LARGO — Dr. Kayode Sotonwa said "I just want to thank God" after a jury found him not guilty of touching his patients in ways that could have sent him to prison for 17 years.
The 43-year-old doctor was acquitted Wednesday of felony sexual battery and two misdemeanor counts of battery. After the verdict was read, he put his head in his hands and wiped tears from his eyes.
Sotonwa was arrested by Largo police last year after a female patient complained that he had touched her inappropriately. Sotonwa had about 300 patients at the time, including many who were referred by Pinellas County social services officials.
After Largo police began their investigation, they discovered more people who said Sotonwa had mistreated them. At one point, as many as 16 complaints had been made against him, prosecutors said.
But the state charged him in just four of those cases and then dropped one of those.
In one of the three remaining cases, he was accused of inserting his finger into the vagina of a patient when it was not medically necessary for him to do so, without wearing the protective gloves a physician normally use. In another, he was accused of cupping his hand and touching a woman's breast, in the guise of inspecting a "skin tag."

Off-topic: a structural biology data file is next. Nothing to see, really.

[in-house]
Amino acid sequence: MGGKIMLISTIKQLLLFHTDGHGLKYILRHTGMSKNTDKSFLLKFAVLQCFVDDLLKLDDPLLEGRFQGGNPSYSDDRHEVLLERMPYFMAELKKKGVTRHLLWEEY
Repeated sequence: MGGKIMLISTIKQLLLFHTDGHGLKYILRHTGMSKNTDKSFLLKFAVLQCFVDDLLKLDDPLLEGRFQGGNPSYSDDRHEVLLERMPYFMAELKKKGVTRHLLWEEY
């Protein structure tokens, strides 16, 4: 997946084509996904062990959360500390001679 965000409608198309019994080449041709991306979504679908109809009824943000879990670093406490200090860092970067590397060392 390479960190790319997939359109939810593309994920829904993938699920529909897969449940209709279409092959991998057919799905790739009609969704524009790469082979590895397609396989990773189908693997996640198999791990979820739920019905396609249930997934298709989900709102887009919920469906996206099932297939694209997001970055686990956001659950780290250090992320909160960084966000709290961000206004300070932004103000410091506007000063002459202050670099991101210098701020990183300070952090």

And in some cases, Assistant State Attorney Magda McSwain said, he did these things when he should have been taking a serious look at patients' real medical conditions. Sotonwa denied doing anything inappropriate. Defense attorney George Tragos said the doctor's accusers were not credible, and some had been delusional and had abused drugs.
He presented evidence that he said showed a nurse had been in the room when one of the incidents took place, though the accuser said only she and the doctor had been present.
Sotonwa took the stand in his own defense earlier this week, speaking about his credentials and lauding his own medical accomplishments in a manner prosecutors would later call arrogant.
At one point he objected to the way McSwain phrased a question, "unless you tell me you have a degree in medicine." McSwain referred to that comment in her closing arguments, saying, "I got him to show his true colors."
Sotonwa essentially stopped practicing medicine for the past year, but now said he is eager to resume his work as a doctor — some place outside of Largo, where the Police Department built its case against him.